For this reason, employers will need to enter a code in Block 16, regardless of whether an employee is working on a casual, full-time or part-time basis
Situations could arise where employers need to issue the Record of Employment (ROE) for two or more reasons
In this scenario, employers would need to enter the code that applies first in Block 16
Employers would need to be mindful of the fact that it is a serious offence to misrepresent the reason for issuing the Record of Employment (ROE)
Employers could be subject to fines or prosecution in case they enter a false or misleading reason for issuing the Record of Employment (ROE)
Over the last few years, the authorities have automated the manner in which the officers process Records of Employment (ROEs)
As such, when employers enter a comment in Block 18 in this technological environment, the system removes the Record of Employment (ROE) from the automated processing system and a Service Canada agent has to review it manually
This review will result in slowing the process down, with the agent occasionally needing to call the employer for various clarifications
For this reason, employers should now only enter comments in Block 18 in exceptional circumstances
It is worth highlighting that employers should not include comments that only confirm information that they have already entered on the form
Employers would need to use the following codes in this block.
Code A – Shortage of Work (Layoff)
This is the most commonly used code
Employers would need to use this code when they lay off employees as a shortage of work only occurs when an employer has to lay off staff
For instance, if employers are issuing the Record of Employment (ROE) because a contract is ending, a season is ending or because they are shutting down operations temporarily, they would need to use Code A
Examples of situations where employers would need to use Code A include:
End of contract or season
End of casual or part-time work
End of school year
Temporary shutdown of operations
Permanent shutdown of operations
Position eliminated or redundant
Company restructuring or,
Employer bankruptcy or receivership
Code B – Strike or Lockout
Employers would need to use this code in situations when an employee is on strike or has been locked out of the workplace
Code C – Return to School
Service Canada is planning to phase out the use of this code
As such, employers should consider using one of the following codes instead of Code C:
If the employee is leaving to return to school, employers would need to use Code E – Quit
Employers would need to ensure that they enter ‘Return to School’ in Block 18 if they are using a paper Record of Employment (ROE)
In case employers are using Record of Employment (ROE) Web online, they would need to select the “Return to School” option from the dropdown menu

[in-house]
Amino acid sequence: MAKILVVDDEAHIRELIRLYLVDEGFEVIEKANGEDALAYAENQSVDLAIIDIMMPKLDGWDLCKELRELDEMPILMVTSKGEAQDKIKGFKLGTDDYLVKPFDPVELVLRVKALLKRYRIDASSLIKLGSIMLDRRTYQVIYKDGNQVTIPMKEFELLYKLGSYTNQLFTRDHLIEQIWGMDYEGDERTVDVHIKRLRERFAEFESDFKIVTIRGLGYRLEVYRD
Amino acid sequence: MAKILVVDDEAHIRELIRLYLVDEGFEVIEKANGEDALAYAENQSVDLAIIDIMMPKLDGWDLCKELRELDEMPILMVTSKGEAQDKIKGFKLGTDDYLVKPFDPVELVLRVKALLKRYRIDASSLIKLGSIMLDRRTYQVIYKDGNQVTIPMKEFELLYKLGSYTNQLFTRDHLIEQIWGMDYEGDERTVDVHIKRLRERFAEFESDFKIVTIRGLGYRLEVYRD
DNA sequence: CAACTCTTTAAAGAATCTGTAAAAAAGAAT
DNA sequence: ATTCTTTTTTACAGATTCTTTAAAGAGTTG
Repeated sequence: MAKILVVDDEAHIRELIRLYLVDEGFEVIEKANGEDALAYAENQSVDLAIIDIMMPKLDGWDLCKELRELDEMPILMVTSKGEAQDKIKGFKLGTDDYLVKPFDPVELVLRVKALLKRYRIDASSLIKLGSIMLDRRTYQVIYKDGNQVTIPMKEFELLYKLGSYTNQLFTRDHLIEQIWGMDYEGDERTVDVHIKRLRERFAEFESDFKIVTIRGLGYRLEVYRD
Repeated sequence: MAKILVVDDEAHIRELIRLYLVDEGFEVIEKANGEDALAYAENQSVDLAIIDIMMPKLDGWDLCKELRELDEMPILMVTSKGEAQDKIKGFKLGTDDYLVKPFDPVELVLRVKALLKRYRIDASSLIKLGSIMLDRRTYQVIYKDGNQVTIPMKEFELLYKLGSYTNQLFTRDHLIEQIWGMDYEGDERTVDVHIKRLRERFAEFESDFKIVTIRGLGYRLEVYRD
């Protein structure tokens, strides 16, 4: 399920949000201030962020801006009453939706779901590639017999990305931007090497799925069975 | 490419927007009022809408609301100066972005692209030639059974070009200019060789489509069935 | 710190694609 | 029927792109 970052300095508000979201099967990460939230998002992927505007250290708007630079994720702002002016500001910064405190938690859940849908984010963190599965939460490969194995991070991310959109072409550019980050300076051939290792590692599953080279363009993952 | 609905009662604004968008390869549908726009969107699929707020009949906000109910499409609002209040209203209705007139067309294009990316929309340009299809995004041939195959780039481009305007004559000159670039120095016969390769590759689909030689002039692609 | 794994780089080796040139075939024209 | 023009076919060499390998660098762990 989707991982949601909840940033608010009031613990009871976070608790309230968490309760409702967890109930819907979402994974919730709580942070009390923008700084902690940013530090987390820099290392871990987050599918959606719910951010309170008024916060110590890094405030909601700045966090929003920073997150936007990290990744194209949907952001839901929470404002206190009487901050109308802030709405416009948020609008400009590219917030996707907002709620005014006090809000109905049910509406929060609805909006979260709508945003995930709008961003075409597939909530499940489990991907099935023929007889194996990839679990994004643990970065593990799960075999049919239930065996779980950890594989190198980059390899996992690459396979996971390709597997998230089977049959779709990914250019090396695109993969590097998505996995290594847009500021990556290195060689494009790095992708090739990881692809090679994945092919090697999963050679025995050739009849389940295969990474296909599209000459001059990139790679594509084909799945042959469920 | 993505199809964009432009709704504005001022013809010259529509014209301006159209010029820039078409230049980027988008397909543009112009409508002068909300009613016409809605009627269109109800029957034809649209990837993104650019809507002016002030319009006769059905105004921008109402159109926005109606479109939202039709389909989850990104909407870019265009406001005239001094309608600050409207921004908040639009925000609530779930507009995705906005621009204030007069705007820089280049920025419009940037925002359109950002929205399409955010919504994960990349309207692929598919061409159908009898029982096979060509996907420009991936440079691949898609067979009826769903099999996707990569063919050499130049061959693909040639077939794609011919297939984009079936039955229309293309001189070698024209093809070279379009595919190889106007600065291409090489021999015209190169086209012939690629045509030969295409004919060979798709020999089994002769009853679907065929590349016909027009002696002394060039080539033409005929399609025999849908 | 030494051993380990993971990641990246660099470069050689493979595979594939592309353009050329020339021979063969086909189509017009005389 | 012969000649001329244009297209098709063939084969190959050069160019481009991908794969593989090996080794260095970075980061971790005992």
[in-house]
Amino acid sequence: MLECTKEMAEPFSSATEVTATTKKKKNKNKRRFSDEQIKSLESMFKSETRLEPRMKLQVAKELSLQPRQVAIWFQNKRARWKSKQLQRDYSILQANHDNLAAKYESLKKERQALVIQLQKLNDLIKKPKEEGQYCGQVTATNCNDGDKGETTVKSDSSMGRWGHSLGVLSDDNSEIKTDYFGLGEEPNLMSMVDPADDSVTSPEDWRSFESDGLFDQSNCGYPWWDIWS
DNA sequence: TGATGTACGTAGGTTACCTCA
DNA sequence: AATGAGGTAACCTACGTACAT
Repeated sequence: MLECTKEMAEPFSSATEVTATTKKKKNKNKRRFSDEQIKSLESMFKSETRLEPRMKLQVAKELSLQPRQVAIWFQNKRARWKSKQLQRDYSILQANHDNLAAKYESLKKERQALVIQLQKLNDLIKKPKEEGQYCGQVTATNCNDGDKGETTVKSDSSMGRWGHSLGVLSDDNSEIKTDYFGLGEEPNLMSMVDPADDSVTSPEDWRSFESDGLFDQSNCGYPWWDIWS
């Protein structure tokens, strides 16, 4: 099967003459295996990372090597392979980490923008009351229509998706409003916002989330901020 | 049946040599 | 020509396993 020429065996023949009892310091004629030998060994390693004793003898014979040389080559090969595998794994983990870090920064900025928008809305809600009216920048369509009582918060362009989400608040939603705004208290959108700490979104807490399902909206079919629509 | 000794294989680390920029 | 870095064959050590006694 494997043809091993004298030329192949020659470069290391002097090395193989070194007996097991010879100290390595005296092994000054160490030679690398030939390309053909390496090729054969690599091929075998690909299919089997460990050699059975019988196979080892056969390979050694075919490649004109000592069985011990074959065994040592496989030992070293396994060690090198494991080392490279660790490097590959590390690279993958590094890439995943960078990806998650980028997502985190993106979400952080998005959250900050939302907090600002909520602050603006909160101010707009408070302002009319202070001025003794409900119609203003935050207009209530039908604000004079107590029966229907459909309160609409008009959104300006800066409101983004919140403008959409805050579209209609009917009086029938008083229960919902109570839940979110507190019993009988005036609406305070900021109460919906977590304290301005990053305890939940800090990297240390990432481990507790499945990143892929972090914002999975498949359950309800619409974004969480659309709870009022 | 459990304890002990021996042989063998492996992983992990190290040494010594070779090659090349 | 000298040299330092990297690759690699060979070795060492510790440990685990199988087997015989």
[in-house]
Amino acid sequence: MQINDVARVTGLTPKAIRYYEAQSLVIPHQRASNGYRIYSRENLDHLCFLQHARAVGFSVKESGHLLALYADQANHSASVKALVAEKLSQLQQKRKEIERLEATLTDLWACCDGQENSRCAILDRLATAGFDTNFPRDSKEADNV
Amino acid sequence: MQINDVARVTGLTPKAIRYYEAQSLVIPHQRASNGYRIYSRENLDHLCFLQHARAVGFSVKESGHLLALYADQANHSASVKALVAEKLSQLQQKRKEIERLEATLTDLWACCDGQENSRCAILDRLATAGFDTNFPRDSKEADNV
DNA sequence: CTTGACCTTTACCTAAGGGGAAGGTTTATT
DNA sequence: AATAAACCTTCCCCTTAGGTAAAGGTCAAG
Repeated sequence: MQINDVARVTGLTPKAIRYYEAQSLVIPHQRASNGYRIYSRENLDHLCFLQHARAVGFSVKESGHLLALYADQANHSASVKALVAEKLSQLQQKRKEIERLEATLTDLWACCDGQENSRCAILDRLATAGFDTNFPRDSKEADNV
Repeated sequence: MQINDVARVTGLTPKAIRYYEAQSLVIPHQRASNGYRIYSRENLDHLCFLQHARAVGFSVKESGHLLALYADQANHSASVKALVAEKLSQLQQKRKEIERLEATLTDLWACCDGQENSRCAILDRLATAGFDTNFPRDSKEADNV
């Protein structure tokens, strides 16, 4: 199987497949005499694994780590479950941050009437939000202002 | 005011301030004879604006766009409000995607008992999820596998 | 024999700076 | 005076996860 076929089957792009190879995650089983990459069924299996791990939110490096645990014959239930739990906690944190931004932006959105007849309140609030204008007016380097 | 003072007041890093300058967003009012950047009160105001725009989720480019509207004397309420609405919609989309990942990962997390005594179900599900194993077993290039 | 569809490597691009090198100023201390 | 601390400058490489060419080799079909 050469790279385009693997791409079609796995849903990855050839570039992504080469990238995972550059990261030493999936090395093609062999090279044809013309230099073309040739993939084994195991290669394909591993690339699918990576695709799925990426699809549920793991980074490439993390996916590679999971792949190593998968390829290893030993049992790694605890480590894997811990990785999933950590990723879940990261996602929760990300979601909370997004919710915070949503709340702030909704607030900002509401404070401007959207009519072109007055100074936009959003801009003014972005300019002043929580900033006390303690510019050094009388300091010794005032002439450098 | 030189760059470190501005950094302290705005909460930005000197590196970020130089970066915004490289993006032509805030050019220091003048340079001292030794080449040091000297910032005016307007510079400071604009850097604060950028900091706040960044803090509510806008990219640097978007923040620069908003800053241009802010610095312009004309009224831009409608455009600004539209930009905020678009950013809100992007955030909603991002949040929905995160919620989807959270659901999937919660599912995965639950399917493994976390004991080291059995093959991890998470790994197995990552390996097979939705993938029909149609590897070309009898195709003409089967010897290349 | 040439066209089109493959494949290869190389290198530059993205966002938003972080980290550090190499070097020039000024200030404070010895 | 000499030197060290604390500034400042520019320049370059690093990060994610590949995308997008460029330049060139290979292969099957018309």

If the employee is leaving to participate in a government-approved apprenticeship training program, they would need to use Code J – Apprentice Training
In some cases, employers might hire students on either a summer term, co-op term or on any other basis where the term is fixed
In this scenario, the employer would need to use Code A – Shortage of Work once the employees fulfill their terms
Code D – Illness or Injury
Employers would need to use Code D when the employee is leaving work temporarily on account of an illness or an injury
Employers would need to use this code when the employee initiates the separation from employment
For instance, an employee might quit:
To take another job
To accompany a spouse who needs to move for work-related reasons to another location
To return to school
To retire voluntarily or,
For health reasons
Employers using a paper Record of Employment (ROE) would need to include a comment in Block 18, Comments
These comments could comprise:
Take another job
Return to school
Voluntary retirement or,
Employers using the Record of Employment (ROE) Web online, would need to select the appropriate option from the dropdown menu
Employers would need to use Code G – Retirement in case the employee is leaving the workplace because of mandatory retirement
Code F – Maternity
Employers would need to use Code F only when a birth mother is leaving the workplace for taking maternity leave
It is worth mentioning that this code does not apply to birth fathers or adoptive parents
Situations could arise where the birth mother is experiencing an interruption of earnings initially because of an illness and thereafter, on account of maternity leave
In this scenario, the employer would need to use Code D – Illness or Injury as the authorities require employers to use the code that applies first in case more than one code applies to the situation
In addition, the employers would not need to amend the Record of Employment (ROE) once the employee commences her maternity leave in this case
If the employee is a birth father or an adoptive parent, employers would need to consider using Code P – Parent
Code G – Retirement (mandatory / approved under the Work Force Reduction program)
Employers would need to use Code G when the employee is leaving the workplace because of mandatory retirement or through a Work Force Reduction approved by Service Canada
Employers would need to enter ‘Approved workforce reduction’ in Block 18 if they are using a paper Record of Employment (ROE) and the employee is retiring under an approved Work Force Reduction